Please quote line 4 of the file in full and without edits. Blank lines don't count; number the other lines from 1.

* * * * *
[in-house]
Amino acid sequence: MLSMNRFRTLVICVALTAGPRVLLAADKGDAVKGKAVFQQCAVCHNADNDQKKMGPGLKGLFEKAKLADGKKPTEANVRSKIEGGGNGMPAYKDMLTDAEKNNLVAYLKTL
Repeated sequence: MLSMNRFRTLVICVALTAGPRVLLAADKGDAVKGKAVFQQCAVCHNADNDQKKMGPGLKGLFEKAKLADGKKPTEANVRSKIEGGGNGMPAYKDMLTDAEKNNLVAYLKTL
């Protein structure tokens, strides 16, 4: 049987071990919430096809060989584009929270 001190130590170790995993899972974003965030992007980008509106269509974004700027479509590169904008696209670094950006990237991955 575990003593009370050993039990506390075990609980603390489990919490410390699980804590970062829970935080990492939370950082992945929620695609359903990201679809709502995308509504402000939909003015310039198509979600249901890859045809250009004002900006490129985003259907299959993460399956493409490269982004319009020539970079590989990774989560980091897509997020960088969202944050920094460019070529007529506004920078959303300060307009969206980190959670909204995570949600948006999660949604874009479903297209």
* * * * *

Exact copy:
């Protein structure tokens, strides 16, 4: 049987071990919430096809060989584009929270 001190130590170790995993899972974003965030992007980008509106269509974004700027479509590169904008696209670094950006990237991955 575990003593009370050993039990506390075990609980603390489990919490410390699980804590970062829970935080990492939370950082992945929620695609359903990201679809709502995308509504402000939909003015310039198509979600249901890859045809250009004002900006490129985003259907299959993460399956493409490269982004319009020539970079590989990774989560980091897509997020960088969202944050920094460019070529007529506004920078959303300060307009969206980190959670909204995570949600948006999660949604874009479903297209």